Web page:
In preparation for the Other Art Fair in Sydney I set up a new Winter Shroud set at Worrowing last weekend. Magically as soon as I thought I needed to create more marine shrouds a baby Port Jackson shark, green turtle and stingray magically appeared on the beach where I jog many mornings. Then on the way to the shroud site directed by Tom I saw something on the track and discovered a recently deceased kookaburra! //embedr.flickr.com/assets/client-code.js
On Sunday I completed the Rainbow Lorikeet I had created at Worrowing during my residency. The Lorikeet was found deceased by Alicia Talbot during my residency at Bundanon in 2015. Its shroud on paper is still waiting for a watercolour painting. At Worrowing I had a strong desire to paint on a sturdy linen stretcher with rich oil colours. I remembered a friend (my former primary school teacher) Bruce Malbon had requested a colourful bird, so I felt inspired. I began the ‘paint’-staking but enjoyable process of completing two coats of gesso in the negative space between the nest motif consisting of the raw linen glistening with rabbit-skin glue. I also left raw linen sections inside the Lorikeet too, which made the oil painting a little more challenging. I am very happy with the result. 68(w) x 64(h) cm.
Alone (Spring Pigeon) 2011 in Hill End Winter 2016 Crested pigeon, delek, bitumen, oil and rabbit skin glue on canvas
During my PhD I created many ‘shrouds’ using an installation set up on a farm in the Monaro where Tony and his partner the sculptor Steven Holland live. The crested pigeon was found deceased on a road in Canberra and placed on a sprung bed-base to decompose. The eucalypt under which the canvas lay leached its rich brown bark juice on the right hand side while the mesh protecting the body from predators left a rusty imprint. Originally exhibited without further work undertaken as Alone (Spring Pigeon) 2011 in my graduate show, I was suddenly compelled to take the work to Hill End with me in 2016. It was there I added my most common motif, the nest using delek the sacred white ochre from Madjarlngarlkum in Western Arnhem Land. The nest is a cosy home offered to the bird and myself when away from home. I then painted in the post-decomposed body of the pigeon using bitumen and a touch of oils that speak to the bark stain. I lined the bird beaks up like a reflection, a conversation between two forms of representation; one created by the disintegrating subject another the painted signifier. I then located the work in Hill End by painting in an iconic structure found in the town using a very minimal technique in which the main body of the figure consists of the raw canvas ground sized with rabbit skin glue which sparkles under lights and seals the bodily fluids and debris to the surface.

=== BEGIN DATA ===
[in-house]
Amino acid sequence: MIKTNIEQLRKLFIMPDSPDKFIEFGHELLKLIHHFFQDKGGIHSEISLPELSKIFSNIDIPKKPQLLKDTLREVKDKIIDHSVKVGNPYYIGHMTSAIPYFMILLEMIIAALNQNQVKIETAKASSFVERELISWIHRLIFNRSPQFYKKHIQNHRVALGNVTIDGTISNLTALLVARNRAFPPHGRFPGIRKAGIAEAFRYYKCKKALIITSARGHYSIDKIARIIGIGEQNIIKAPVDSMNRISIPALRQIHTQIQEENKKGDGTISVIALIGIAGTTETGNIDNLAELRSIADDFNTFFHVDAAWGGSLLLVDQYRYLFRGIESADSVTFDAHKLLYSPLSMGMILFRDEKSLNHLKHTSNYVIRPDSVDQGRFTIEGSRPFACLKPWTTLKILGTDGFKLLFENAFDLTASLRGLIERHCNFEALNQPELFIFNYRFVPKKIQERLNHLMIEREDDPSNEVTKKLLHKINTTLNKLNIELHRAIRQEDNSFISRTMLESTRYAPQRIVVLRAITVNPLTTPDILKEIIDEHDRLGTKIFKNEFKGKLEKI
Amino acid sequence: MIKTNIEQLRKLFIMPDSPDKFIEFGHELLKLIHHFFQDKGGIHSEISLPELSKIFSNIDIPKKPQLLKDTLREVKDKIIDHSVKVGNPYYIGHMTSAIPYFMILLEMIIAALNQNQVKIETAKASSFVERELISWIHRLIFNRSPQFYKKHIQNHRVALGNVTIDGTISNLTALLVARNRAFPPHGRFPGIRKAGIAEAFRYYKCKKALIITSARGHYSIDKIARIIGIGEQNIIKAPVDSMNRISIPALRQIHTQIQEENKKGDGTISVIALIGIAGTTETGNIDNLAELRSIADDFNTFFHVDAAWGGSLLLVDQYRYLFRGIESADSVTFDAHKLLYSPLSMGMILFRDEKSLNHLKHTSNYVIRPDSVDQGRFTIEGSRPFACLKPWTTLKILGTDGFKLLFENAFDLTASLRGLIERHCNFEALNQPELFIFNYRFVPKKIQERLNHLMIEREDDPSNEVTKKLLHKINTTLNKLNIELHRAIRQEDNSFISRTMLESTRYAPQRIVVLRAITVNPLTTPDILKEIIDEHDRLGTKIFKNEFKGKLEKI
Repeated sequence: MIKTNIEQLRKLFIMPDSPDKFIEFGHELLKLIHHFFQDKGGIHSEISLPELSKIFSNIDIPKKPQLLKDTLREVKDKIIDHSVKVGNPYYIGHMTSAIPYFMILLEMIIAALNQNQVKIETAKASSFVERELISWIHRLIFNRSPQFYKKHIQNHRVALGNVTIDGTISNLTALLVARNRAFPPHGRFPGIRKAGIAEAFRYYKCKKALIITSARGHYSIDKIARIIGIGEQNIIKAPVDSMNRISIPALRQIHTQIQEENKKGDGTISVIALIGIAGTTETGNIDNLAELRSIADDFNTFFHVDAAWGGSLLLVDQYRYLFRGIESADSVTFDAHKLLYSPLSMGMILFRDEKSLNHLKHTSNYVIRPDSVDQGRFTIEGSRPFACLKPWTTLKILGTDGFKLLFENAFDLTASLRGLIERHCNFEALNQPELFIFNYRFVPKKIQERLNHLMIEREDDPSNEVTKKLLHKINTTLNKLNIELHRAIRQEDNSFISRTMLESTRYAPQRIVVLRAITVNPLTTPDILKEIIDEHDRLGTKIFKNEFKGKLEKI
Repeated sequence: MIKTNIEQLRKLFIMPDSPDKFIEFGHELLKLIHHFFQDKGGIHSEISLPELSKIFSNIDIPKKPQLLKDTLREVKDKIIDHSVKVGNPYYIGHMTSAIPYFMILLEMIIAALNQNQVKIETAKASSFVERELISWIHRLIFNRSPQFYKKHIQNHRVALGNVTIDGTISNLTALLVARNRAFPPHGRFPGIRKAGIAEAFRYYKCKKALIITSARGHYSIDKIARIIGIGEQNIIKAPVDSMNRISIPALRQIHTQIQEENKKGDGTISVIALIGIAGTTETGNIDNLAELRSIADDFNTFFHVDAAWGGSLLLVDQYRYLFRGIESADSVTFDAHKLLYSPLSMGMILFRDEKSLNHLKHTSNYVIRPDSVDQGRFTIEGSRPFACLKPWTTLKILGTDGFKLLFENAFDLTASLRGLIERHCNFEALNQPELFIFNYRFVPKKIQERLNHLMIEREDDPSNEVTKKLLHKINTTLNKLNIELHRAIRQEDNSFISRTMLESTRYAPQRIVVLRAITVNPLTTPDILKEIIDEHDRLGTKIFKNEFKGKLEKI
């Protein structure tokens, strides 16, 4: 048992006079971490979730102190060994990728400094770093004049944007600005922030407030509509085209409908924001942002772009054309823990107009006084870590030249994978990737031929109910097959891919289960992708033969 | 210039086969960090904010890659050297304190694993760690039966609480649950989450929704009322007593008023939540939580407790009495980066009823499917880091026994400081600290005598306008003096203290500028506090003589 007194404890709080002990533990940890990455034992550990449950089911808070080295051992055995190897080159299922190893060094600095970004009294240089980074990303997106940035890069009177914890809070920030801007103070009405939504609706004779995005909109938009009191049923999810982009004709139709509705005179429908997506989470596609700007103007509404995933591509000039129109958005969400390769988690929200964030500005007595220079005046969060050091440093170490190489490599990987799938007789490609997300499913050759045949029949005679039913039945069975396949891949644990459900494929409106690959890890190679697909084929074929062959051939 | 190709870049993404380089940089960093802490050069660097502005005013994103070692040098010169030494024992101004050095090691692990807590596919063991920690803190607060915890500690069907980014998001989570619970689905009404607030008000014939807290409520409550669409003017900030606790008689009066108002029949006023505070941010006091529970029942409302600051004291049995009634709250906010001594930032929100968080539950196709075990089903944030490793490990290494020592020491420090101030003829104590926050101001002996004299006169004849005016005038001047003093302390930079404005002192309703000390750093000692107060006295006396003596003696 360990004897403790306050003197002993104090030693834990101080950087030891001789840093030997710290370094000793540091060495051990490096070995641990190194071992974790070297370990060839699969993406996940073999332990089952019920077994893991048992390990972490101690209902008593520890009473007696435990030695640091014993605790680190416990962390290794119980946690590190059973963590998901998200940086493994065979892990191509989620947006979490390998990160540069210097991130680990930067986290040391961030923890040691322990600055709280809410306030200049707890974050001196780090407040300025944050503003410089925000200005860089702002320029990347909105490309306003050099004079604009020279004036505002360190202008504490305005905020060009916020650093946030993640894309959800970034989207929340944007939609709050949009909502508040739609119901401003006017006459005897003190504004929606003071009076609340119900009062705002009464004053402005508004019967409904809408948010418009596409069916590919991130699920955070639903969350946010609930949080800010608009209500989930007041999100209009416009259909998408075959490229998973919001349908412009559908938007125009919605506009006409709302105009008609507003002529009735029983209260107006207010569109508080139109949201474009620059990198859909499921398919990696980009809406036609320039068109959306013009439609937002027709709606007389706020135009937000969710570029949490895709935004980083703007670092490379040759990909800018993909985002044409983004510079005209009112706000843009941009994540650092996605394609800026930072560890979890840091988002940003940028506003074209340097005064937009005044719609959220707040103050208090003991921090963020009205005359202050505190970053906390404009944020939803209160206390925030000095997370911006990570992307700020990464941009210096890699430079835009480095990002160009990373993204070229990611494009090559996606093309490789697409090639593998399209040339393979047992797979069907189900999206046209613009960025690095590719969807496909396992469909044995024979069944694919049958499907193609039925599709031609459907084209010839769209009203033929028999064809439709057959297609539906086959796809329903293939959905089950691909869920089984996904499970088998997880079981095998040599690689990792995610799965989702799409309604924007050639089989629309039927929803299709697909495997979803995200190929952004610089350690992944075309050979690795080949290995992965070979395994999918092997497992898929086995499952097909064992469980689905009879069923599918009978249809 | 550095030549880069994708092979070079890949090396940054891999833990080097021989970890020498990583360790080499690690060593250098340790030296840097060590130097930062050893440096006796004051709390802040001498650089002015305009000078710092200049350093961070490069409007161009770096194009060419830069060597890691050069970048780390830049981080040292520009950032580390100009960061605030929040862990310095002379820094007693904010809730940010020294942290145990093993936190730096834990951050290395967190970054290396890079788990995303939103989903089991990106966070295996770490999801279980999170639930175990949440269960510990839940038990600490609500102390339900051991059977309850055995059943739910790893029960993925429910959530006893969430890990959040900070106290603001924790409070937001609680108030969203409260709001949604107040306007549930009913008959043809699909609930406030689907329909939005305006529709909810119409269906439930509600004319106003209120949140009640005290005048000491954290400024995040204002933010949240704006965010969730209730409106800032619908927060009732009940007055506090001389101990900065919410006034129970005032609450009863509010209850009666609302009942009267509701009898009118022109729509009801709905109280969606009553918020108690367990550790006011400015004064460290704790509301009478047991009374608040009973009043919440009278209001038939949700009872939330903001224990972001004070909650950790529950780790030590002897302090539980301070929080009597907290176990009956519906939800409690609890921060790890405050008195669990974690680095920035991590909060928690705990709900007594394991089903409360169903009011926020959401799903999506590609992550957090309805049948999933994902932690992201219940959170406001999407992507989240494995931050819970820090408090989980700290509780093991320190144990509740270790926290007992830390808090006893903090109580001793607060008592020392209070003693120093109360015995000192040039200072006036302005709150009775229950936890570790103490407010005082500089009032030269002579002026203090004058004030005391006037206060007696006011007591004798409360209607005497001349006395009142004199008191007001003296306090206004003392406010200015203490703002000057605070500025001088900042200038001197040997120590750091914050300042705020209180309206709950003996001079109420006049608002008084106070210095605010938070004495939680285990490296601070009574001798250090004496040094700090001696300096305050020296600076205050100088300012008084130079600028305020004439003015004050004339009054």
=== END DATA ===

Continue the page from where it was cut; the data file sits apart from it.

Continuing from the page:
Waking up seeing the colours of dawn from bed and painting. I had soaked a batch of rabbit skin glue and alum to size a bunch of new linen and canvas stretchers, one being the ringtail and magpie shroud created at hill End. I worked on Bherwerre 6 more too and thought of a work to paint for the Flourish theme Ravenswood Art Prize, although I only have two days left to create it, which may be impossible. Darren and I walked down to the dams and swamp on the property and found some clay colours suitable for the ochre expedition on Sunday. I was hoping to also find wattle glue but there were mainly casuarinas, eucalypts and paperbarks. //embedr.flickr.com/assets/client-code.js
I moved into Worrowing today. A sun-filled studio apartment on a private estate run by Jenny, Adrian and one of their sons Tom who is also an artist. I focused on painting the 6th Mural. At 5pm I met Jennifer from Bundanon to hand over my artwork donation the diptych ‘Winter Stingray with Jennifer’s Skate (1) & (2)’